India Focus: Plant-based white chocolate, vegetable oil shortages, Shark Tank India finallist's Nestle-level ambitions and more feature in our round-up

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Plant-based white chocolate, vegetable oil shortages, Shark Tank India finallist's Nestle-level ambitions and more feature in this edition of India Focus. ©Getty Images
Plant-based white chocolate, vegetable oil shortages, Shark Tank India finallist's Nestle-level ambitions and more feature in this edition of India Focus. ©Getty Images

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Plant-based white chocolate, vegetable oil shortages, Shark Tank India finallist's Nestle-level ambitions and more feature in this edition of India Focus.

Milk-free chocolate: India’s CARRA launches rare plant-based white bar to ‘plug the gaps’

Indian plant-based chocolate firm CARRA has launched its first dairy-free white chocolate bar, aiming to ‘plug the gaps’ in its portfolio to appeal to a wider consumer base.

Although plant-based chocolates have been around in India for some time, the vast majority of these are dark or milk chocolates due to these being easier to match in terms of appearance and taste when the dairy component is removed.

“There are very few white chocolate bars that do not contain milk and dairy in the Indian market as it is not easy to attain the required colour or milky mouthfeel to match just by using plant-based ingredients,”​ CARRA CEO Komal Khosla told FoodNavigator-Asia​.

Ukraine-Russia conflict: Indian, Chinese food firms should seek alternative veg oil supplies – Analyst

Indian and Chinese food firms should seek alternative or additional sources of vegetable oil, with both countries facing severe shortages and price hikes due to the Ukraine-Russia conflict, according to an industry analyst.

The spike could impact manufacturers and companies that produce vegetable oil for consumers and those that use it as a major ingredient in the production process.

Speaking to FoodNavigator-Asia​, Senior Analyst of Consumer Research at Fitch Solutions Brice Dunlop said: “We’re going to see a drop in Ukrainian supply. Therefore, there are three methods to overcome the price hikes: first, find alternative sources of oil immediately like ghee or palm oil; second, re-formulate products (depending on the usage of vegetable oil); or third, utilise ‘shrinkflation’ (sell in smaller quantities at the same price point to counter the effects of the supply shock)​.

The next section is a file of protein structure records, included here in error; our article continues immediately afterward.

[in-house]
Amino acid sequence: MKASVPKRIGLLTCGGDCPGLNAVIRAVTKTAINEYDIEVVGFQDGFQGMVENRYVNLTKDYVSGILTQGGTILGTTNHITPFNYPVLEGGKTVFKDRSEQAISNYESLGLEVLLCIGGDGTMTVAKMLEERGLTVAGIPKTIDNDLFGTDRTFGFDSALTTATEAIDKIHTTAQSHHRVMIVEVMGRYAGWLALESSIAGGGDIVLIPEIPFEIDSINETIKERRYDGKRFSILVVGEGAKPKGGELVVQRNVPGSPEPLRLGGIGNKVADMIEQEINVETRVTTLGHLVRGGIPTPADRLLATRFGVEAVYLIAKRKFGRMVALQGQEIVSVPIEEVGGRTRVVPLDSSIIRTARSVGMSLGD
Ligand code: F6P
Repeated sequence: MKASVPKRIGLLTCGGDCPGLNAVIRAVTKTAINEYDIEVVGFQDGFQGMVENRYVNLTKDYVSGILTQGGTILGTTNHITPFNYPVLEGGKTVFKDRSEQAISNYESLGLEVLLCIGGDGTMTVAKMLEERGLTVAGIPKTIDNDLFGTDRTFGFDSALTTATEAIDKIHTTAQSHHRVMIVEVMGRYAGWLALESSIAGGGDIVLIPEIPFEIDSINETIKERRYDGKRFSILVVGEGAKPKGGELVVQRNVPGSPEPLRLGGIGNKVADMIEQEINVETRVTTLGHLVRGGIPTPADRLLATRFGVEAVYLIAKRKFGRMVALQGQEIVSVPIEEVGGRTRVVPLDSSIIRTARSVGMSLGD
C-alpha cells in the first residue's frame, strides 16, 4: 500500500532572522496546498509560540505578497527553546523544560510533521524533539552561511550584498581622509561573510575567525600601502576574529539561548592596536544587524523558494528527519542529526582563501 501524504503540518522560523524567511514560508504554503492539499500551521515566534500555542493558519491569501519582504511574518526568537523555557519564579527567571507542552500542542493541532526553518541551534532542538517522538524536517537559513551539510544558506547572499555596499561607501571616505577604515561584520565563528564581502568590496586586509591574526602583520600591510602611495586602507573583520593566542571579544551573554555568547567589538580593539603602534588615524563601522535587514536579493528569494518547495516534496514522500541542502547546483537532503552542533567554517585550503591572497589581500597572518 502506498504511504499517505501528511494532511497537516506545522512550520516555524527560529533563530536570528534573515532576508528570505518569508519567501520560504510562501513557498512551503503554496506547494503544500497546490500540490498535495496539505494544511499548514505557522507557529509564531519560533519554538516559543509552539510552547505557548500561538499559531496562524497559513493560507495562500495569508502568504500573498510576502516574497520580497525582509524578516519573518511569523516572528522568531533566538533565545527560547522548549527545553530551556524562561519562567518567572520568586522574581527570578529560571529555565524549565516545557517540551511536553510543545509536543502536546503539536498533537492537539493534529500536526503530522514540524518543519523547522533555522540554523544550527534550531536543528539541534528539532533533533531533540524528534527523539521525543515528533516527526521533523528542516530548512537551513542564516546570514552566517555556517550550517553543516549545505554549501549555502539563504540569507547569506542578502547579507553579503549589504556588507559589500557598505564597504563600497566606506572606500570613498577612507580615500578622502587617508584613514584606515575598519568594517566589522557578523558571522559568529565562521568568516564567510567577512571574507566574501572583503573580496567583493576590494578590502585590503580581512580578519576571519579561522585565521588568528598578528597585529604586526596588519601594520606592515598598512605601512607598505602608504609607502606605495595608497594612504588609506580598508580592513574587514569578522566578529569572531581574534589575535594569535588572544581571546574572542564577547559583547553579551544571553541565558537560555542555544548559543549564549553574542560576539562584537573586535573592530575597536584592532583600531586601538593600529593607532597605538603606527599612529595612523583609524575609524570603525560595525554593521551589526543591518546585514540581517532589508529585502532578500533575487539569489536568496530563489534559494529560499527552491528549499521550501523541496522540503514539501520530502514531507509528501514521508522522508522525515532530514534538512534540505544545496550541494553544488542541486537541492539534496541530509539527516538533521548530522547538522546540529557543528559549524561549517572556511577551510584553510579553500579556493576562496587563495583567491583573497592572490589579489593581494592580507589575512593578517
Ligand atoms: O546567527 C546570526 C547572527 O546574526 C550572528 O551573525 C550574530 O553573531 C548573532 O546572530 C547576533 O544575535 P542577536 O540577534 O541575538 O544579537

From Shark Tank to MNC: India’s first ice popsicle brand eyes Nestle-level market penetration in next 12 months

India’s first ice popsicle brand Skippi is aiming to achieve Nestle-level market penetration in the country within the next 12 months, with plans afoot for a large-scale production plant as well as building up its national distribution network.

In this episode of the FNA Food and Beverage Trailblazers podcast, we speak Ravi Kabra, Founder of India’s Skippi which is best-known for being the first branded ice popsicle firm in India, as well as for successfully revamping the traditional ice pops category with healthier ingredients.

India's new nutra regulations expand scope for NPD and imports – FSSAI’s ex-director

A set of new nutraceutical regulations operationalised by the Food Safety and Standards Authority of India (FSSAI) this month will make it easier for companies to innovate and import a broader range of supplements, although there are still some ‘bottlenecks’ to overcome, according to a former director at the statutory board.

The new set of regulations is known as FSS (Health Supplements, Nutraceuticals, Food for Special Dietary Use, Food for Special Medical Purpose and Prebiotic and Probiotic Food) Regulations, 2022. 

The framework is in fact, still in the process of draft publication and is open for comments from the industry stakeholders. Despite so, the FSSAI has operationalised the new regulations from April 1, without any transition period given. 

Beyond pea and soy: Asia’s foodtech space awash with novel plant-based proteins – experts

Asia’s foodtech start-ups are increasingly innovating beyond soy and pea in the plant-based space, with several firms catching the eye of regional experts.

The first generation of plant-based alternative proteins (before 2020) usually utilises protein blends of pea and soy.

However, the next-gen start-ups of today are open to using novel ingredients and formulations, says industry experts Isabelle Decitre and Vandana Dhaul of ID Capital.

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